Why one must always be at peace with his neighbor and other people
A personal experience of J. Prosper
When I was posted by my company to Kaduna, the first thing that came to my mind was to reach out to Clement who lived there. Clement and I were both classmates in secondary school. He went to the university and graduated years before I gained admission. I called him and he was glad to hear from me.
“Eddy, abeg show for KD fast. You go enjoy this place pass that dirty smelling Lagos wey you dey.” He told me in a very jubilant manner. “When we go dey expect you?”
I told him I was coming in a few days and he was glad to hear that.
I sold off most of the things I had in Lagos and off I went to Kaduna two weeks later. Now, Clement had no idea what I was worth when I came to Kaduna because I never showed him that I had anything. He had no idea that I had over thirteen million naira in my bank account and because I was not the kind of person who was crazy about flamboyant lifestyles, I did not let them know anything about my financial status.
Clement lived in a house he inherited from the father. He was married with two children. I told him I was going to spend a few days with them when I arrived.
“Why few days Eddy?” he mumbled as he led me into my room. “This is large enough a house to accommodate you and us. At least save your salary for a few months before you think of renting a house.”
His wife, Patricia was quite accommodating too. She was a nursing mother with two kids; the first a boy of four, while the second was a baby girl of about eight months old. I loved the reception I got from her the first day. It was quite warm and pleasant. She prepared very delicious jollof rice which we all ate that night with considerable appetite.
I was to resume work a week later. So the next day, I decided to take a walk round the neighbourhood as my friend had gone to work. His wife was preparing to go to the market when I strolled out of the house. Her son had gone to school.
“Let me take a walk around the environment and feed my eyes.” I told her.
“Okay then,” she winked at me. “You might not meet me. Just put your hand in the bucket outside and remove the key.”
It was while I was walking out of the house that I noticed that the house beside theirs was for sale. I saw a phone number on a sign post and decided to call the agent.
“That house na three million naira last.” The agent told me.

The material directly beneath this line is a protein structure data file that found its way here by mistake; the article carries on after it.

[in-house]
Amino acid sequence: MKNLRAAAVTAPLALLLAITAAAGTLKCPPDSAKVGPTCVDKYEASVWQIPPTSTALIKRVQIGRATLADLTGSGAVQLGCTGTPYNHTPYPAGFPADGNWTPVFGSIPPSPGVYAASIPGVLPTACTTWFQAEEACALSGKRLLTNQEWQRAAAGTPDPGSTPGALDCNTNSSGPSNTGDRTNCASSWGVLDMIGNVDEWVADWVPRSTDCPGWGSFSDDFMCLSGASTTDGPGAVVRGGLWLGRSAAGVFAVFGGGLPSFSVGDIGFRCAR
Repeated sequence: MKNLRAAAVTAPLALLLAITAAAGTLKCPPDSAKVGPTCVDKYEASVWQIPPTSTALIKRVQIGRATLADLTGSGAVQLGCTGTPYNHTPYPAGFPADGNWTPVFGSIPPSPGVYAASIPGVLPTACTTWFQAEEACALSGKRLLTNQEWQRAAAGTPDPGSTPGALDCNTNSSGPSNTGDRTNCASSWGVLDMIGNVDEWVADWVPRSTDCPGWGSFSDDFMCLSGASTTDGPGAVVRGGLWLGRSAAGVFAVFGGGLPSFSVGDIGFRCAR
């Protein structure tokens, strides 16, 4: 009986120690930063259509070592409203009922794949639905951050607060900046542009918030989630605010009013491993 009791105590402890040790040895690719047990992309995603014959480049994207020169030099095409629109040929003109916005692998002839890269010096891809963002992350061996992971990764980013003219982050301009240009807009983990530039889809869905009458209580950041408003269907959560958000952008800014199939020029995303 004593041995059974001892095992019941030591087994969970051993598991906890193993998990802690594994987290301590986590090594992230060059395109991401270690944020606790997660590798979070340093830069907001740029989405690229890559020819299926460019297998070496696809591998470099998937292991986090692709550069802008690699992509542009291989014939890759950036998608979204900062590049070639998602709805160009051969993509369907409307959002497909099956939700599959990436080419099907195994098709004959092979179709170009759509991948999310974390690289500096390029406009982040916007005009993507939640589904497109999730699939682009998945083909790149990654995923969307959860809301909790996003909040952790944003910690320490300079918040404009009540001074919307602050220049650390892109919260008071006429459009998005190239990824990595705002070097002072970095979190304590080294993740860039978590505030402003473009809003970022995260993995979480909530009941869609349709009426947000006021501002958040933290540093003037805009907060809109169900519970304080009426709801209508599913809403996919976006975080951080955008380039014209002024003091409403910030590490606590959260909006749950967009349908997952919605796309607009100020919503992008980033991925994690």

“Is there anyone in the house so I could have a look at it?” I asked.
The agent told me that a young man with his wife lived in the house.
“He will pack out if dem buy am,” the agent told me.
I went to check the house out and I really liked it. My girlfriend, Fedora was definitely going to like it too. She was in Ife for the NYSC scheme.
The man who was living in the house and his wife were just tenants at will. I was made to understand that he was the painter that painted the house. But for the benevolence of the landlord, they would have been thrown out long ago. So I was told. However, they were a very nice couple. I felt at home with them as they took me round the compound.
“Thank you very much,” I thanked the painter as he and I exchanged handshakes where we both parted along the road.
That evening when I returned after my walk around town, I met my friend and his wife wearing long faces. Suddenly, they became rather aloof.
It was at the dinner table later that night that I found out what had happened.
“My wife said she saw you talking with our neighbour this morning,” Clement said breaking the close to ten minutes old silence that had ensued between us both.
I was going to tell him why I had gone to see their neighbour but no sooner had I opened my mouth than he quickly challenged repulsively.
“Eddy, you are new here and should ask questions before you associate with some people. We are not in good terms with those people”.
My mouth opened wide in bewilderment. “Why? Clement, what happened to you? You used to associate with everybody”.
“That was then Eddy. I am a grown man now and I now know what is good for me.”
Listening to him that night made me sick. I wanted to tell him about my decision to buy the house but declined when he told me that only one amongst the eight houses around him was in good relationship with them. According to him, all the other neighbours were rude and did not usually greet his wife.
I told him that as his neighbours he must try to make peace with them.
“Please try and eschew hatred and strife. Make peace with your neighbours because the only time you are in control of is now. What happens the next minute isn’t yours to handle. If we have no control over the future, why then should we fight with people around us who could be useful to us tomorrow?”
He shook his head as I spoke; “Eddy, these neighbours are not the kind of neigbours you have in Lagos. These ones are irredeemable. Just avoid them as long as you live here.”